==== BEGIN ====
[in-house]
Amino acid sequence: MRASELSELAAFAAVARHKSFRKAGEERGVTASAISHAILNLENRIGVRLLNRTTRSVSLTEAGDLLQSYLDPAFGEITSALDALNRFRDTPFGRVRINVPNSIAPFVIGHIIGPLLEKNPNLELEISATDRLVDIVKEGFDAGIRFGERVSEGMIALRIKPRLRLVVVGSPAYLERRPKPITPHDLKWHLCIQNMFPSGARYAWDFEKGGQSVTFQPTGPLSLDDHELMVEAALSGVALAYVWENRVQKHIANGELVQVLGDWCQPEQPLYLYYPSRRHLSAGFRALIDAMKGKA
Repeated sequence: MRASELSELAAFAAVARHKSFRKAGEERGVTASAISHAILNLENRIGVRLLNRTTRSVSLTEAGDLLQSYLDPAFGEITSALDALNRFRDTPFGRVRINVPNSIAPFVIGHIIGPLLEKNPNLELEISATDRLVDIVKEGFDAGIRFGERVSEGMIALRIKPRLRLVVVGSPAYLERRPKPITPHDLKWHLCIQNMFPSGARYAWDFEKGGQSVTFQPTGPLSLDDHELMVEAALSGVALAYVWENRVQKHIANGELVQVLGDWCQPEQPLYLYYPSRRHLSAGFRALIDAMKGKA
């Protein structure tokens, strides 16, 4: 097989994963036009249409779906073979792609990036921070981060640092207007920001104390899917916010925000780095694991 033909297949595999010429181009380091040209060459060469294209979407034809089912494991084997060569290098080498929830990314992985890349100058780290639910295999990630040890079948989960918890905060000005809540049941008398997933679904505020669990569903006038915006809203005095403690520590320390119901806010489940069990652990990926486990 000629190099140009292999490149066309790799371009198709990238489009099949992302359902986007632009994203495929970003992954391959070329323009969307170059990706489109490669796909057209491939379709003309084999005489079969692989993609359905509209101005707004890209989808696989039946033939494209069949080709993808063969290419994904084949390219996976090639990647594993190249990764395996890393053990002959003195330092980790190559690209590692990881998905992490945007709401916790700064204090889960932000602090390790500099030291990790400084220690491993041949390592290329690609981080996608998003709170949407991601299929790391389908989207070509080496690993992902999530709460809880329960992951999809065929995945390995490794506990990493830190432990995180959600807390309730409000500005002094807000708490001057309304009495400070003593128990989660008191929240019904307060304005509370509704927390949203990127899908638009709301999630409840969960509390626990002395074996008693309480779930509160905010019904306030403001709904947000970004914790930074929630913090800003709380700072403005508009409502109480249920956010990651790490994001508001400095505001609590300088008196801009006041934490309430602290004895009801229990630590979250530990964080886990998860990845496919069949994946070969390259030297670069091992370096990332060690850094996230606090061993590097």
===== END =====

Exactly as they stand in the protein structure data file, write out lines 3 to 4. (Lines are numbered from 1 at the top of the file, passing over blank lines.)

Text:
Repeated sequence: MRASELSELAAFAAVARHKSFRKAGEERGVTASAISHAILNLENRIGVRLLNRTTRSVSLTEAGDLLQSYLDPAFGEITSALDALNRFRDTPFGRVRINVPNSIAPFVIGHIIGPLLEKNPNLELEISATDRLVDIVKEGFDAGIRFGERVSEGMIALRIKPRLRLVVVGSPAYLERRPKPITPHDLKWHLCIQNMFPSGARYAWDFEKGGQSVTFQPTGPLSLDDHELMVEAALSGVALAYVWENRVQKHIANGELVQVLGDWCQPEQPLYLYYPSRRHLSAGFRALIDAMKGKA
């Protein structure tokens, strides 16, 4: 097989994963036009249409779906073979792609990036921070981060640092207007920001104390899917916010925000780095694991 033909297949595999010429181009380091040209060459060469294209979407034809089912494991084997060569290098080498929830990314992985890349100058780290639910295999990630040890079948989960918890905060000005809540049941008398997933679904505020669990569903006038915006809203005095403690520590320390119901806010489940069990652990990926486990 000629190099140009292999490149066309790799371009198709990238489009099949992302359902986007632009994203495929970003992954391959070329323009969307170059990706489109490669796909057209491939379709003309084999005489079969692989993609359905509209101005707004890209989808696989039946033939494209069949080709993808063969290419994904084949390219996976090639990647594993190249990764395996890393053990002959003195330092980790190559690209590692990881998905992490945007709401916790700064204090889960932000602090390790500099030291990790400084220690491993041949390592290329690609981080996608998003709170949407991601299929790391389908989207070509080496690993992902999530709460809880329960992951999809065929995945390995490794506990990493830190432990995180959600807390309730409000500005002094807000708490001057309304009495400070003593128990989660008191929240019904307060304005509370509704927390949203990127899908638009709301999630409840969960509390626990002395074996008693309480779930509160905010019904306030403001709904947000970004914790930074929630913090800003709380700072403005508009409502109480249920956010990651790490994001508001400095505001609590300088008196801009006041934490309430602290004895009801229990630590979250530990964080886990998860990845496919069949994946070969390259030297670069091992370096990332060690850094996230606090061993590097």